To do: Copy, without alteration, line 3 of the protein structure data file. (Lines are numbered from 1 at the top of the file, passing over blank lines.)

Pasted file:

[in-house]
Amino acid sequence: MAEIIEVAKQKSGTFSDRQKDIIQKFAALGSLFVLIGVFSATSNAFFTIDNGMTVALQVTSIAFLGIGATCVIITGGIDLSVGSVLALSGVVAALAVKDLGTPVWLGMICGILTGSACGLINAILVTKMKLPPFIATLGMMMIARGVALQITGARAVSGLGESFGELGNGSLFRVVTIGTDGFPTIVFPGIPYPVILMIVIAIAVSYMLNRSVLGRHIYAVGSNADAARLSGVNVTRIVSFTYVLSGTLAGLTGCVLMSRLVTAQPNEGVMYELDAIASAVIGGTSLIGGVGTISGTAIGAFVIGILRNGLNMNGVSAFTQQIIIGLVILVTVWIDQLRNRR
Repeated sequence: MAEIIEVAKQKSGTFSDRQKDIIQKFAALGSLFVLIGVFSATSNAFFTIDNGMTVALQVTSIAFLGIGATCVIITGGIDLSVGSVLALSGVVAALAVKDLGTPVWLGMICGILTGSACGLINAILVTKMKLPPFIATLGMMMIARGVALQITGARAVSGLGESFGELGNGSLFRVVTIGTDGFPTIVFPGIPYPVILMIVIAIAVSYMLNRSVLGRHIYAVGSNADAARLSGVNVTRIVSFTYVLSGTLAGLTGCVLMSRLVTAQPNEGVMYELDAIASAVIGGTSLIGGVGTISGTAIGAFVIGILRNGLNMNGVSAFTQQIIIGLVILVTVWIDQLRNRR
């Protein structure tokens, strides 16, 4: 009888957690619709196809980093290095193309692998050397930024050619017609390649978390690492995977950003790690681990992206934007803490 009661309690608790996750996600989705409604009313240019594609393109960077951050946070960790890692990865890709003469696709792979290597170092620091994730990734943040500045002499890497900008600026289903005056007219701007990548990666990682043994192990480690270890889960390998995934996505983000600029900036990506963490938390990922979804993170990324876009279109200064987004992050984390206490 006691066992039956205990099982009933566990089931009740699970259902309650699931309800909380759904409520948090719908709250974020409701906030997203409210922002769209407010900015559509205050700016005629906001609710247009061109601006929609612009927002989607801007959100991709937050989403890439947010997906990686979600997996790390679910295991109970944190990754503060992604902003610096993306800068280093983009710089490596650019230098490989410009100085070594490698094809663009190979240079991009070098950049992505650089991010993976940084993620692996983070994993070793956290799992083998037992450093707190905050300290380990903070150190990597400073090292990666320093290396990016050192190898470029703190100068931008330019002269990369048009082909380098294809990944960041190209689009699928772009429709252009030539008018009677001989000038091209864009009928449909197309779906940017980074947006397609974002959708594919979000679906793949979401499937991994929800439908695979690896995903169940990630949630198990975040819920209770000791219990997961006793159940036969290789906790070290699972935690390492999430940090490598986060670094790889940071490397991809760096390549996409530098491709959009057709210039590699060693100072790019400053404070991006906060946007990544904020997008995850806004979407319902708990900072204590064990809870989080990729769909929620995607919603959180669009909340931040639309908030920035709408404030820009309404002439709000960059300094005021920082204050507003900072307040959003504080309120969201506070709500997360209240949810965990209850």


Repeated sequence: MAEIIEVAKQKSGTFSDRQKDIIQKFAALGSLFVLIGVFSATSNAFFTIDNGMTVALQVTSIAFLGIGATCVIITGGIDLSVGSVLALSGVVAALAVKDLGTPVWLGMICGILTGSACGLINAILVTKMKLPPFIATLGMMMIARGVALQITGARAVSGLGESFGELGNGSLFRVVTIGTDGFPTIVFPGIPYPVILMIVIAIAVSYMLNRSVLGRHIYAVGSNADAARLSGVNVTRIVSFTYVLSGTLAGLTGCVLMSRLVTAQPNEGVMYELDAIASAVIGGTSLIGGVGTISGTAIGAFVIGILRNGLNMNGVSAFTQQIIIGLVILVTVWIDQLRNRR